A short one from the Texas Court of Appeals (Third District), involving inverse condemnation. In City of Austin v. GHI Investments, LLC, No. 03-12-00198CV (Tex. App. Apr. 30, 2013), the court held that flooding resulting from the city's approval of drainage designs that were part of a road widening and bike lane project, stated a claim for inverse condemnation. The trial court refused the city's motion to dismiss and on an interlocutory appeal, the court of appeals affirmed.
Texas municipalities, like many of their parallel entities in other states, enjoy a limited immunity from tort lawsuits, but that immunity has been waived under the Texas Constitution's takings clause (and its parallels). That, of course, includes inverse condemnation, and "[t]o plead a valid inverse condemnation claim and establish waiver of immunity under the takings clause, a plaintiff must allege that the governmental agency (1) intentionally performed certain acts in the exercise of its lawful authority (2) that resulted in taking, damaging, or destroying the plaintiff’s property (3) for public use." Slip op. at 9.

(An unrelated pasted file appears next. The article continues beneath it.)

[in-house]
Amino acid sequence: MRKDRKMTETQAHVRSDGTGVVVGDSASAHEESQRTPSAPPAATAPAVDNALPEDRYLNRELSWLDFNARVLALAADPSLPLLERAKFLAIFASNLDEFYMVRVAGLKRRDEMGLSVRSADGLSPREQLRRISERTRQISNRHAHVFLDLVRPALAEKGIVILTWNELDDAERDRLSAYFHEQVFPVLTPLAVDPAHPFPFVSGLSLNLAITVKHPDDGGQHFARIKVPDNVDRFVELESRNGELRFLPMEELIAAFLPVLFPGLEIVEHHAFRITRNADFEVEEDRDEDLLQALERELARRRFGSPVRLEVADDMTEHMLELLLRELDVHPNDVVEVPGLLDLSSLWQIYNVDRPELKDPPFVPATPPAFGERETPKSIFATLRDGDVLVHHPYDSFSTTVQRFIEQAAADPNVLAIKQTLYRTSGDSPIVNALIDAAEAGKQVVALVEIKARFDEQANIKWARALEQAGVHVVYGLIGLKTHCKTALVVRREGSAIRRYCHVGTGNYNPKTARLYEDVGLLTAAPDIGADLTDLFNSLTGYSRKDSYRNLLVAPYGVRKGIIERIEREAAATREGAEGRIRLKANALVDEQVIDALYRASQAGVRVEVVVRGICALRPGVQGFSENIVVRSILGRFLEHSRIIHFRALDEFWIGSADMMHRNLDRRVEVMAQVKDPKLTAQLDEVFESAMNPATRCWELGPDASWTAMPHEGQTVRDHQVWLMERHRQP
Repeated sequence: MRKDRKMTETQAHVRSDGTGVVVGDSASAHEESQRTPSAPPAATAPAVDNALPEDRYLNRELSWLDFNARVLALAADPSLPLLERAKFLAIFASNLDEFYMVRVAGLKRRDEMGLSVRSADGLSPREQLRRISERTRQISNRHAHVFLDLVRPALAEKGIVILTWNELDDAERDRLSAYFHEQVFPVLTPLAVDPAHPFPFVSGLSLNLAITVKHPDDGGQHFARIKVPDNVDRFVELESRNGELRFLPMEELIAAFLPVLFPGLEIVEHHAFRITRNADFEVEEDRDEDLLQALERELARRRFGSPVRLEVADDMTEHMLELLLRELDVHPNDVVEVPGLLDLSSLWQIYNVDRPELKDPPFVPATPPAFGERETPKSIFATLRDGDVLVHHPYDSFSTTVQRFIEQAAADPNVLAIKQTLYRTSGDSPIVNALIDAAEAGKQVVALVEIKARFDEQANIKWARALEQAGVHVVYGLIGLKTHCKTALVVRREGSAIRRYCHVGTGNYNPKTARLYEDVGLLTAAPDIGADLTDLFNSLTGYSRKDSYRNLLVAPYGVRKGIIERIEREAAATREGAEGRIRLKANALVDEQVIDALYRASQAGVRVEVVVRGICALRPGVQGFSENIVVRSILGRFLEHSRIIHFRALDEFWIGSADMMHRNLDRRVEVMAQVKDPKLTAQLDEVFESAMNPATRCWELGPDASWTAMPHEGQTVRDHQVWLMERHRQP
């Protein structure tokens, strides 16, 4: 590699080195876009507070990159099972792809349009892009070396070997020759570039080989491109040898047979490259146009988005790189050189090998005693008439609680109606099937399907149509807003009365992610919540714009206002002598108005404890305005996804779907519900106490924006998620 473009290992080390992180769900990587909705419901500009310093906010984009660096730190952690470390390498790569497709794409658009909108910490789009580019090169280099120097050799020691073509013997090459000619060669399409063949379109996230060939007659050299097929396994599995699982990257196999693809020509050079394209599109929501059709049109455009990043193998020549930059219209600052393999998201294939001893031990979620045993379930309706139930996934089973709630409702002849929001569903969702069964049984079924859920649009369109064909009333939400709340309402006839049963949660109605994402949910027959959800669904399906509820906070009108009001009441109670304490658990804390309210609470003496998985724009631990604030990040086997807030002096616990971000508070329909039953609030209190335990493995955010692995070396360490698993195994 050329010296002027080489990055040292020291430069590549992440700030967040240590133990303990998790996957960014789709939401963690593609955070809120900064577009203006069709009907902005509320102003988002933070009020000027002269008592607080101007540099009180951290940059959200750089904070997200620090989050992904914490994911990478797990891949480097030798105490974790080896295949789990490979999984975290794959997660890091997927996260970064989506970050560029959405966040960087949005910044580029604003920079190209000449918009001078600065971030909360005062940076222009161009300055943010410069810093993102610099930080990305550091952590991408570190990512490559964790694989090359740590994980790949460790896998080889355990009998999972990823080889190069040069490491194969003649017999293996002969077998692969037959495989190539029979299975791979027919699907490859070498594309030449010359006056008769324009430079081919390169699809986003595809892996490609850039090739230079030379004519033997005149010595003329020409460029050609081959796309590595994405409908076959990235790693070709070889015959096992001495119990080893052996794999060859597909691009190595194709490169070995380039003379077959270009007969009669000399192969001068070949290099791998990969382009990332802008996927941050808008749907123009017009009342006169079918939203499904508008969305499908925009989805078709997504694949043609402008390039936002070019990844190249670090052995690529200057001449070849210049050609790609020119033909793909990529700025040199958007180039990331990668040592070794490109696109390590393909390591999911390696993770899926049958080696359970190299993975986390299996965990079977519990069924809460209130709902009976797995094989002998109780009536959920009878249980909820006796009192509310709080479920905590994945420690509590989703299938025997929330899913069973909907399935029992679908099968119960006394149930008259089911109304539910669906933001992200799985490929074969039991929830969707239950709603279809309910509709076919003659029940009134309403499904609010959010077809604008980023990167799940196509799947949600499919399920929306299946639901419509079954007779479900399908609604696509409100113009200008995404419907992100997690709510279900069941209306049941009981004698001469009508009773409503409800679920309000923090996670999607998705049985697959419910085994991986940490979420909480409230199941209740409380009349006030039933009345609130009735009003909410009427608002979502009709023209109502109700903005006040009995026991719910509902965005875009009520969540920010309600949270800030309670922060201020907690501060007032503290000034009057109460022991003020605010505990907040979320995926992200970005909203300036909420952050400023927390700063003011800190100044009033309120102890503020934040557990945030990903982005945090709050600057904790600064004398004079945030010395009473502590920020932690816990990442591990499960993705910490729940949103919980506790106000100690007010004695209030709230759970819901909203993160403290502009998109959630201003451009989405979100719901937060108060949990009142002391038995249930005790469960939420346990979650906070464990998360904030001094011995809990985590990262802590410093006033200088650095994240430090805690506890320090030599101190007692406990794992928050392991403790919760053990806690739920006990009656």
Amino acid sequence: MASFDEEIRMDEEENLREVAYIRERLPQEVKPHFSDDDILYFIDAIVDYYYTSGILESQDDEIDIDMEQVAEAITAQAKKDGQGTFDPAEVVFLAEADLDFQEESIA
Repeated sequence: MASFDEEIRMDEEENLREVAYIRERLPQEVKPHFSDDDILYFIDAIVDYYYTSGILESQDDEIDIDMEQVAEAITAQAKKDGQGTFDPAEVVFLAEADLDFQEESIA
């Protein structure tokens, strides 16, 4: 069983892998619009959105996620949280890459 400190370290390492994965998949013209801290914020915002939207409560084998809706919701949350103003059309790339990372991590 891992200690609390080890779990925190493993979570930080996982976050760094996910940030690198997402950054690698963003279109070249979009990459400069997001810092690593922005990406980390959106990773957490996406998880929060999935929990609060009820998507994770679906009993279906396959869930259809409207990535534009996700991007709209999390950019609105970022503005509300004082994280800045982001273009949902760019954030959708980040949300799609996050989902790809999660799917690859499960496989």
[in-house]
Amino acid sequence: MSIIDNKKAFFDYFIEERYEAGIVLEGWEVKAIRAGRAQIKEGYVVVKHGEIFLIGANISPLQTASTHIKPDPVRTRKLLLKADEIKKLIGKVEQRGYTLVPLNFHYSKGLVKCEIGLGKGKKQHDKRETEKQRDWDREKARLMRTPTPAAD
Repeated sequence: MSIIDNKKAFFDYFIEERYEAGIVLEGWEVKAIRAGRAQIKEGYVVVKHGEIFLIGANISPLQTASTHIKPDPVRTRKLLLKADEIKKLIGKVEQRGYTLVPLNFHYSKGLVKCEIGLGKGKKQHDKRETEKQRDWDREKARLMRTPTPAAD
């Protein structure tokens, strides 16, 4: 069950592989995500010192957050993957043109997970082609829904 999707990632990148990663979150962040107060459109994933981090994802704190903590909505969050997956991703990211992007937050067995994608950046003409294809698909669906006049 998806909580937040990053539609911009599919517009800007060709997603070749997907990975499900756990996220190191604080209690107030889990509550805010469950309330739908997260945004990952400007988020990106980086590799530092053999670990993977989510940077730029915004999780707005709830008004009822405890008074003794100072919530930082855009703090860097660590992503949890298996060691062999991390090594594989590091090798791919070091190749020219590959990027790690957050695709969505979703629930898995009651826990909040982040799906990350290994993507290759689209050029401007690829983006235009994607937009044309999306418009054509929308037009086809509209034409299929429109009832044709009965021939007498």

The city claimed it did not have the requisite intent, and its conduct revealed at most negligence. The court rejected that argument, holding that construing the complaint in the light most favorable to the plaintiff (remember, this was review of a denial of a motion to dismiss), the property owner alleged that the city acted intentionally because it was "aware or substantially certain" that its plans would have the noted results.
There's more, but it's probably more efficient for you to read the opinion yourself than for us to summarize it, since it's short and well written. Hat tip to our colleague Dwight Merriam for sending us this case.